Irish Glock
February 15, 2012, 08:23 PM
Gentlemen,
Greetings from the Emerald Isle..My first post here on this august forum.
As I am doing some research on such a gun,I am pleased to inform you that I do know whereabouts there is a genuine full auto Luger as described by
.351 Winchester. Arty model ,wooden stock,snail drum, wooden foldable front grip as an add on, nice wooden case,and a few other bits and pieces with it.
However it is not for sale and rather difficult to view,as it is in custody of the Irish army!! Let me explain...
Back in 1972 when the Northern Ireland troubles kicked off.Our then minister for justice decided it would be a good idea to temporarily withdraw from civillian hands all rifles above .22lr and all handguns inc air pistols for a period of thirty days..The so called tempoary custody order of 1972. This was only supposed to last 31 days and prevent the provisional IRA from arming off the civillian sympathisers to cause mayhem in Northern Ireland.Suffice to say it didnt work,the IRA armed themselves from the US resident sympathisers and later Libya.And Irish gunowners were stuck for appx 35 years in limbo,up until 2004 when we got a few handguns and rifles back....but thats another days work! For those who are intrested in what sort of a mess we are in over here.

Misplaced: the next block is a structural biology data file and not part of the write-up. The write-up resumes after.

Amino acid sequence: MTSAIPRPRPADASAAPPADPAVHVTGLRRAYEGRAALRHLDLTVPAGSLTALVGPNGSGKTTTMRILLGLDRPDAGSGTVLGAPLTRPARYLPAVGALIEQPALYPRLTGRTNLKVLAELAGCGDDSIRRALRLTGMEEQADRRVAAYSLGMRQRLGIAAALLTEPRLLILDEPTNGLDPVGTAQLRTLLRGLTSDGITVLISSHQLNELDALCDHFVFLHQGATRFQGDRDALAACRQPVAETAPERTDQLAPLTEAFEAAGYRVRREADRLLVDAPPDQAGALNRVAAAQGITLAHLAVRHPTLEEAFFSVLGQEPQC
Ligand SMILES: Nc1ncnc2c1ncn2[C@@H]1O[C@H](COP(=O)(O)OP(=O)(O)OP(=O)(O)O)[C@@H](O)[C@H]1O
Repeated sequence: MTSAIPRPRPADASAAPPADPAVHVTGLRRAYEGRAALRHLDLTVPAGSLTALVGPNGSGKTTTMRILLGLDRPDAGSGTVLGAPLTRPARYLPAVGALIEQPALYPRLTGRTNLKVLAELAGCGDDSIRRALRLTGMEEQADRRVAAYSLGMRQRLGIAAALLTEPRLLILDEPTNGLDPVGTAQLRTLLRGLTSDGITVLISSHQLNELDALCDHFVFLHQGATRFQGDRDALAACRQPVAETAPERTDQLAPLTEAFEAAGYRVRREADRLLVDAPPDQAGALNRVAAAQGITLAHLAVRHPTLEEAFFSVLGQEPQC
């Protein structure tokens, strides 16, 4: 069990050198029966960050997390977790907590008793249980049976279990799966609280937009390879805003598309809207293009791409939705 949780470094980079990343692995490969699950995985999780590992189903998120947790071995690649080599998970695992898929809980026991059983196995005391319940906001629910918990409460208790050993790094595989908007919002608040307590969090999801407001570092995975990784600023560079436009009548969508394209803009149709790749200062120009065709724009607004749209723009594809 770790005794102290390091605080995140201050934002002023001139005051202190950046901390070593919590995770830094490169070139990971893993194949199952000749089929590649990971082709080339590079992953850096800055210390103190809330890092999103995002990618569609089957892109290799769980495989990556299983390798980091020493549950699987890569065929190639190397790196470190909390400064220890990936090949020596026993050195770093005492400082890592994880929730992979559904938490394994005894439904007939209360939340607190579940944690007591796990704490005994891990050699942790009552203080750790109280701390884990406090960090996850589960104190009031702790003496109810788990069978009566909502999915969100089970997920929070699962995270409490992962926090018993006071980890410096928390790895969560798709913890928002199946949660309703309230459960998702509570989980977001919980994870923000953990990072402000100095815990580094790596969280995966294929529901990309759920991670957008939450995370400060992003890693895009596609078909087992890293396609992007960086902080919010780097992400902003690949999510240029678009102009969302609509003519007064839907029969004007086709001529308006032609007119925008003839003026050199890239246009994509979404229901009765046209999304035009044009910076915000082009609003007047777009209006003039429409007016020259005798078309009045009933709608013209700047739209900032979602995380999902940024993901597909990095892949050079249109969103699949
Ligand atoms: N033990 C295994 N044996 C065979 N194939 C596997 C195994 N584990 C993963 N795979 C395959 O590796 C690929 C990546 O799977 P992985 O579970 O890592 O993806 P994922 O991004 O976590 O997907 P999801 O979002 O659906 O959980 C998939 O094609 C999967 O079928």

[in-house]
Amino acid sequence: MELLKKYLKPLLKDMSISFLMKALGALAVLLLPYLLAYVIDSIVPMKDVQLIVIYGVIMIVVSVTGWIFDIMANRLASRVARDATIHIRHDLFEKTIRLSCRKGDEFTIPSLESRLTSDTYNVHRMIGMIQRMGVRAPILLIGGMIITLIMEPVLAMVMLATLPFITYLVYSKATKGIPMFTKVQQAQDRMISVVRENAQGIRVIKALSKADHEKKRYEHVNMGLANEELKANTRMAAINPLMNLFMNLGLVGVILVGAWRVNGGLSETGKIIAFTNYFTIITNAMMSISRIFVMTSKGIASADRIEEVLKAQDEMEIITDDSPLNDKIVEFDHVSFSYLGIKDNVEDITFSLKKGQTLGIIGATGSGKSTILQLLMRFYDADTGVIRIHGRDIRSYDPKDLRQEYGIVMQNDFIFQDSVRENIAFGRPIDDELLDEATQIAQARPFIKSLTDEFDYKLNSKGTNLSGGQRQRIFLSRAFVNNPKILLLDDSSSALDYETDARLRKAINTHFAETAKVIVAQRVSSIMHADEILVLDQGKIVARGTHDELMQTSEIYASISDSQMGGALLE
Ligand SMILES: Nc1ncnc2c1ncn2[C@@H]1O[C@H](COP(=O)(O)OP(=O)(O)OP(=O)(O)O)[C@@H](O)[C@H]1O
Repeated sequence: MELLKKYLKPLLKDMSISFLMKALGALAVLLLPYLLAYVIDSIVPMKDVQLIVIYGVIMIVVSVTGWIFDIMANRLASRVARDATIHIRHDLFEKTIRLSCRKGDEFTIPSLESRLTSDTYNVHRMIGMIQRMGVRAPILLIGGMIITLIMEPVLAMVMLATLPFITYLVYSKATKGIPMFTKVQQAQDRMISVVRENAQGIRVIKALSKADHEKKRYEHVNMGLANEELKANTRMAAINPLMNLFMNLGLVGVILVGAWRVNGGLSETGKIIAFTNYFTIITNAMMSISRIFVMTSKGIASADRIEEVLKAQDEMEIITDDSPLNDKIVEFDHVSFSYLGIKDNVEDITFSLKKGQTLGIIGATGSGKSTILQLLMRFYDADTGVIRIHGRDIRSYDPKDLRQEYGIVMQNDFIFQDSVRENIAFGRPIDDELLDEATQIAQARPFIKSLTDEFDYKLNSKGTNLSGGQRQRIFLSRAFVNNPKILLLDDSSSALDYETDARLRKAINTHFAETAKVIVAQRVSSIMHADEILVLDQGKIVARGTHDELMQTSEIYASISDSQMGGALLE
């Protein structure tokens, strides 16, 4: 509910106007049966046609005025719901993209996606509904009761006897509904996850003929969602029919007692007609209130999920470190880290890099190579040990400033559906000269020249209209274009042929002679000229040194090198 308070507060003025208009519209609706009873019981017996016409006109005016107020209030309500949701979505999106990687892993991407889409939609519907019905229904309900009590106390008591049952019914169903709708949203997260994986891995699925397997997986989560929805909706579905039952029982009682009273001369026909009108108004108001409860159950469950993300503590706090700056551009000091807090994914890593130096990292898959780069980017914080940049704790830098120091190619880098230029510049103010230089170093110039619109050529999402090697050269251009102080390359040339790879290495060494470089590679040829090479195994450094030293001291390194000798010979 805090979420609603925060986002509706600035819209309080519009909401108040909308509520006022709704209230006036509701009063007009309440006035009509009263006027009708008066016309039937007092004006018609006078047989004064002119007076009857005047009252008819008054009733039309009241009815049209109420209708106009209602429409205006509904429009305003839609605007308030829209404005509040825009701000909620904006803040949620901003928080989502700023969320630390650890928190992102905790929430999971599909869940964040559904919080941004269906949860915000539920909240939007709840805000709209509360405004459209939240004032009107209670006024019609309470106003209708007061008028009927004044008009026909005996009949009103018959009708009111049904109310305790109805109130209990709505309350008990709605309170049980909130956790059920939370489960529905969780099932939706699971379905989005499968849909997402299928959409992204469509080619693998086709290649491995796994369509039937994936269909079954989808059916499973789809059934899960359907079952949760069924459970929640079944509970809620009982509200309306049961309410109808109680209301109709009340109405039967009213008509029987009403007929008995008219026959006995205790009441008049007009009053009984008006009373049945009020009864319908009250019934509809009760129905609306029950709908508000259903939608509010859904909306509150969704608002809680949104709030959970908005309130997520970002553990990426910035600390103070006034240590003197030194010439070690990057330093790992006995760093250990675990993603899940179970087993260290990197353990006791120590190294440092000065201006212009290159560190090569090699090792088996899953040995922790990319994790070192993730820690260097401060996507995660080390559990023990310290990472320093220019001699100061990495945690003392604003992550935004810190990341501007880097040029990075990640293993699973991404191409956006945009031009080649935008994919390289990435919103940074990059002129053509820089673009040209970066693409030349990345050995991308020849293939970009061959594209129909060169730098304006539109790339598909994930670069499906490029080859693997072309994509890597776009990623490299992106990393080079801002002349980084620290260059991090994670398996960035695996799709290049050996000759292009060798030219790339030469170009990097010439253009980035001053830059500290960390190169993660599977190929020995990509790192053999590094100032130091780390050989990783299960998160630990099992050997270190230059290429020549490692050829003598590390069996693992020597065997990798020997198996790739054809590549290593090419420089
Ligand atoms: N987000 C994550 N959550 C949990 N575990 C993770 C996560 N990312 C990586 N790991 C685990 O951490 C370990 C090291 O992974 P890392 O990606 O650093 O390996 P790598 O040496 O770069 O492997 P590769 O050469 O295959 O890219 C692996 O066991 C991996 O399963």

I suggest a drop in on www.boards.ie/shooting. This is about the most up to date and informative board on Irish shooting matters.
[Just dont mention self defence or right to keep and bear arms;)]
Short story long..I know we in Ireland belive in taking our time but a month going to 35 years is abit much..Even for Irish standards!:o

Anyways this remarkable Luger is in the main military barracks of the Curragh army camp.No one knows diddley about,who what where or how it came to Ireland.I will dig out an article on it from a german magazine Deutsches waffen journal that has a few pics of it,and a most intresting history of the Luger being used by the Irish army as a secondary issue officer sidearm in world war 2 or with typical Irish understatement "The Emergency" as ww2 was known in Ireland!:eek::D